The science is called rapid attribution analysis. Its goal is to gauge connections between climate heating and extreme weather events, such as the heat dome that recently cooked the Pacific Northwest.
Scientists with World Weather Attribution concluded that the heat dome’s searing temperatures – the British Columbia village of Lytton came close to cracking 50 C the day before it was incinerated by fire – were “virtually impossible without human-caused climate change.”
Yesterday’s warnings of the havoc climate change could deliver are increasingly being rewritten into the present tense. “We are in the future now,” one Canadian fire ecologist recently told this newspaper. The world’s average temperature is already more than 1 C higher than the late 1800s. There is evidence that the intensity of storms is growing, with both droughts and floods becoming more common. So too forest fires – from Australia to Canada. Toronto’s air quality on Monday, as smoke rolled in from fires in northwestern Ontario, was among the worst on Earth.
These batterings underscore the urgency to take action on climate heating. The long-term pledges are legion, but in the here and now, most countries, including Canada, have made little progress toward the goals in the 2015 Paris Agreement. The International Energy Agency this week forecast that global emissions are about to surge to new highs.
But 2021 may one day be looked back on as the year when climate talk finally started turning into serious climate action, with global policy ambition reflecting the scale of the challenge.
In the United States, climate policy is a central pillar of Joe Biden’s presidency. In Canada, the Trudeau government has one of the world’s boldest carbon tax plans. And last week, the European Union pushed the policy needle further.
The EU outlined a suite of measures – including a groundbreaking plan for carbon tariffs. These recognize that trade and emissions are both global – and if a country gets tough on domestic emissions, it risks encouraging companies and even whole industries to simply move production to where the rules are weak, or non-existent.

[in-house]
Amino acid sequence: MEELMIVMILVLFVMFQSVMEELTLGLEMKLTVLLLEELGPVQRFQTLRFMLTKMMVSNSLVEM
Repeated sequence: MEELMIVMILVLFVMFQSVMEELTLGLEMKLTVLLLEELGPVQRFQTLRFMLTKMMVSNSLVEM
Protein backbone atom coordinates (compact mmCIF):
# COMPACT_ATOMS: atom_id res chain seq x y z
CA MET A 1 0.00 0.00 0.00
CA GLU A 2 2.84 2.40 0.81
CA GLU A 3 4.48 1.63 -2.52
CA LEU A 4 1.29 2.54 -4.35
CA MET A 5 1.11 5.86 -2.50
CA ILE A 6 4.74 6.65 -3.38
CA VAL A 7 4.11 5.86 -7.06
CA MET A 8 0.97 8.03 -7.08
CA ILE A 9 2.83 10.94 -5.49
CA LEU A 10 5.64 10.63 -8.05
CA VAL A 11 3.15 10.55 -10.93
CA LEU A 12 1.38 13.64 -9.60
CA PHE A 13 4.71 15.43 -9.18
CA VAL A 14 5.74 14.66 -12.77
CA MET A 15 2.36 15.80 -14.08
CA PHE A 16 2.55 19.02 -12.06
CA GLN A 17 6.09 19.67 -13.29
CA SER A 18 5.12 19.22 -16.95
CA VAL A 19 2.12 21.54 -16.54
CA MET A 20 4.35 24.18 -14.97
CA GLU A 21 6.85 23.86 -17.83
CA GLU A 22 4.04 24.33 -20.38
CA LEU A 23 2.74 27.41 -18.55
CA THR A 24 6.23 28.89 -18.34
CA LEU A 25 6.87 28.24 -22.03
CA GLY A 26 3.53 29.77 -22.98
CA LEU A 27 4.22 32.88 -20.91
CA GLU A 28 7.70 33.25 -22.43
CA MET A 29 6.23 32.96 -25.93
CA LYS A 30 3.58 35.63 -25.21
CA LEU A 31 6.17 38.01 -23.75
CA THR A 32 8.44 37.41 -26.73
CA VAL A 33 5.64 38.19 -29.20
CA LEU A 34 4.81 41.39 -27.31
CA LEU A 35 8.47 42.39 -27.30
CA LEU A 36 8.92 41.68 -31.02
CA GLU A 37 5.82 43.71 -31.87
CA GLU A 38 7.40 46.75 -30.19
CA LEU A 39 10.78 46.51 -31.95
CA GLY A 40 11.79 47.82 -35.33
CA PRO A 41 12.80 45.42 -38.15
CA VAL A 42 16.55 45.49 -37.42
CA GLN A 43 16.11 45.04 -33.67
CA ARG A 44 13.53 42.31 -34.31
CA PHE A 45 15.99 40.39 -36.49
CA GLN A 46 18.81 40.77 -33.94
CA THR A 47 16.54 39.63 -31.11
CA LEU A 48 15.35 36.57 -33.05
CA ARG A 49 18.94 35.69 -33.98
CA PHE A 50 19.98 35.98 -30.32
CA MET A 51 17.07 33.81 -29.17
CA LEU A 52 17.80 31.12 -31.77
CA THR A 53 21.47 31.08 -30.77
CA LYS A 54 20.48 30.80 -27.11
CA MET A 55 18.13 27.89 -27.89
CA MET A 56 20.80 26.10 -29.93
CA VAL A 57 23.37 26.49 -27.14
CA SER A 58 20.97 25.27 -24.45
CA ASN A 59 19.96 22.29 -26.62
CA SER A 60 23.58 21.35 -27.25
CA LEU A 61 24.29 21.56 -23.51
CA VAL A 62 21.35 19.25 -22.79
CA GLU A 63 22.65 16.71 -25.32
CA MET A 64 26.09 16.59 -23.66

The EU’s “carbon border adjustment mechanism” aims to address this issue. The border measure is essential, the EU said, because affected industries otherwise could shift emissions abroad and “seriously undermine EU and global climate efforts.”
The tax would ensure that imports into the 27-country union either pay a sufficient carbon charge overseas, or else face a charge at the border, equal to the EU’s carbon price. The EU aims to bring this into force in 2026; the first focus will be industries such as steel, cement and fertilizer.
The goal is not protectionism. It’s about ensuring a level playing field when it comes to environmental standards.
The details of such a system – from determining the appropriate tariff levels to avoiding international trade battles – won’t be easy to work out. But the idea is finally on the table, as a centrepiece, after years of discussion.
The absence of such tariffs has long led to carbon policy pretzels. Canada, for example, has had no choice but to largely exempt some trade-exposed industries from carbon pricing. The lack of international carbon pricing on, for example, cement or steel, meant that Canada has had to go very light on taxing emissions from those industries.
Carbon tariffs could change that story. A Canadian cement maker, subject to full carbon pricing and emissions limits, would not be at a disadvantage against competitors from countries with lax rules.
That’s why the EU’s plan is good news for Canada. This country is too small to lead, whereas the EU is big enough to set the agenda. The U.S. is also poised to move. Democratic legislators in Congress on Monday outlined plans for an American border carbon tax. It could come into force in 2024 and cover about one-eighth of imports, including steel and cement, as the EU plans, and also oil, natural gas and coal. Canada could end up a winner under this framework, given that we have stronger climate rules than many other exporters to the U.S.
Turning plans for carbon tariffs into real policies won’t be easy, and it won’t happen overnight. From the EU to the U.S., there’s a lot of politics to wade through. But this month’s moves may be an inflection point for global climate policy. And that’s good news for the climate, and for Canada.
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